The Gospel of Matthew, the first in canonical order (New Testament) and 1 of the 3 synoptic Gospels (Mark, Luke), begins in a unique way with the genealogies of our Lord’s humanity highlighting Abraham, David, and the Deportation into Babylon. These serve as not only significant events in the history of Israel, but also to establish Christ as the offspring of Abraham, heir to the throne of David, and identify him with the nation of Israel. In verses 18-21 of the first chapter we are given an historical account of the birth of Christ culminating as a fulfillment of the prophet Isaiah,
“22 All this took place to fulfill what the Lord had spoken by the prophet:
23 “Behold, the virgin shall conceive and bear a son,
and they shall call his name Immanuel” (which means, God with us).”
There is much to examine in this passage including, at minimum, the fulfillment of the promised Messiah, the virginity of Mary, the divine communication of God, and the meaning of the phrase “God with us”, which is significant for our discussion here. “God with us” in its context imports all of the Old Testament meaning of God dwelling with His people, going back to the Garden (Gen. 3:8), the blessing promised upon entrance into Canaan (Ex. 29:45; Lev. 26:11-12), and elsewhere (Ezek. 37:27; et.al.).
In the Greek, this phrase, “God with us” is meta (meth) hemon ho Theos, which brings us to the purpose and significance of this brief post. Matthew, under divine inspiration of the Holy Spirit, concludes his gospel with this same phrase, ego meta (meth) humon eimi in Matthew 28:20 which is literally translated “I with you all am” or “I am with you all”.
The significance of these phrases framing the opening and conclusion of this gospel account should be obvious. Our Lord’s birth is announced by means of fulfillment of the Old Testament prophecy, one in which the title given Him is Immanuel, “God with us”. As if that statement were not strong enough to establish the deity of our Lord, we are given by means of quotation from Him the same phrase, “I am with you all”. A statement which should not be minimized, but is purposeful in Christ claiming deity for Himself.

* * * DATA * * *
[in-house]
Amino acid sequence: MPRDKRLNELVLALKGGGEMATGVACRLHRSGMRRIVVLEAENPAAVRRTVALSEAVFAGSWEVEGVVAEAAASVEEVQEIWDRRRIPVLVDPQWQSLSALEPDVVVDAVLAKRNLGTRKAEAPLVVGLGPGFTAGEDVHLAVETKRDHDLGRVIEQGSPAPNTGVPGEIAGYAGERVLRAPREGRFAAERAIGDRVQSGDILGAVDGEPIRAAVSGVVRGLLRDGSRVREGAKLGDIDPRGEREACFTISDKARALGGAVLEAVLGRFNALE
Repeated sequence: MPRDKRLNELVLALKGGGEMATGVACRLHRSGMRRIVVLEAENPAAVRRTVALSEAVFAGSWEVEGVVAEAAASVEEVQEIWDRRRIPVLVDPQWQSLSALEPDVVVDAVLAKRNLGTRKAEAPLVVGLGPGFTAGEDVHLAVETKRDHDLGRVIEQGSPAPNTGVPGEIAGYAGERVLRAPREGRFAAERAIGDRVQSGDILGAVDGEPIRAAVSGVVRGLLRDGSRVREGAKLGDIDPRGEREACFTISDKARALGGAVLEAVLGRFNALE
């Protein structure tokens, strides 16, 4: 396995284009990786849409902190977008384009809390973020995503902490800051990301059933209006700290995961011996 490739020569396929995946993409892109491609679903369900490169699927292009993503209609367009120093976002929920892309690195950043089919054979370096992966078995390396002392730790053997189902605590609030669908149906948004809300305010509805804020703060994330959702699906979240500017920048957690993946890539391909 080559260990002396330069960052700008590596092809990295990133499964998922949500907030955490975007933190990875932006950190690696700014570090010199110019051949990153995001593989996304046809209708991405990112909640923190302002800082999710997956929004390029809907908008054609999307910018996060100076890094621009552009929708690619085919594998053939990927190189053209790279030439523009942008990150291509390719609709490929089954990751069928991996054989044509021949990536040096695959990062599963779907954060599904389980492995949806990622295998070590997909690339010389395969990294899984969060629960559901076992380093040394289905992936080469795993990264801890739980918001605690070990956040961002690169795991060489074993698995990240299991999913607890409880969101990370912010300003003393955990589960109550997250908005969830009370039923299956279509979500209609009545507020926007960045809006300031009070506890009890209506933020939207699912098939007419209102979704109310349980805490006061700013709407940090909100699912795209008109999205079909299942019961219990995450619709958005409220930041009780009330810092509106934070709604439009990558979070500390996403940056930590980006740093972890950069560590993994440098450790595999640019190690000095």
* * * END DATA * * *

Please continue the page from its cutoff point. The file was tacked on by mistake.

This is a crucial point of contention when witnessing to those who deny that Jesus is God. Often, their arguments are that Christ never claimed that He is God, which of course is false. Here we have two crystal clear references to His own claim to deity. First, as shown above, is His substitution of “I am” in the place of “God” in the phrase “will be with you”.
Second, is the meaning of the phrase “I am” (ego eimi), which is developed in far greater detail in the Gospel of John, particularly as he recounts the “I am” phrases spoken by Christ (John 6, 8, 10, 11, 14). By taking upon Himself this title, I am, Jesus takes upon Himself the meaning of this as well which finds its own development Exodus 3:14, “God said to Moses, “I am who I am.”And he said, “Say this to the people of Israel: ‘I am has sent me to you.” In the verse that follows, we get the name of God that we are accustomed to seeing on the pages of Holy Scripture, “God also said to Moses, “Say this to the people of Israel: ‘The LORD, the God of your fathers, the God of Abraham, the God of Isaac, and the God of Jacob, has sent me to you.’ This is my name forever, and thus I am to be remembered throughout all generations.” Here we have the LORD (all capital letters) standing for God’s divine, covenant name YHWH (pronounced Yah-weh), which is connected to the title “I AM”. When Christ adopts the title “I AM” He is doing nothing less than taking the name Yahweh for Himself.
In these two short, seemingly inconsequential statements we have barely scratched the surface of the wisdom of God in the revelation of His Son Jesus and the establishment of Him as God in the Flesh, literally God with us. How often we must give our hearts over with the Apostle Paul to proclaim, “Oh, the depth of the riches and wisdom and knowledge of God! How unsearchable are his judgments and how inscrutable his ways!” Rom. 11:33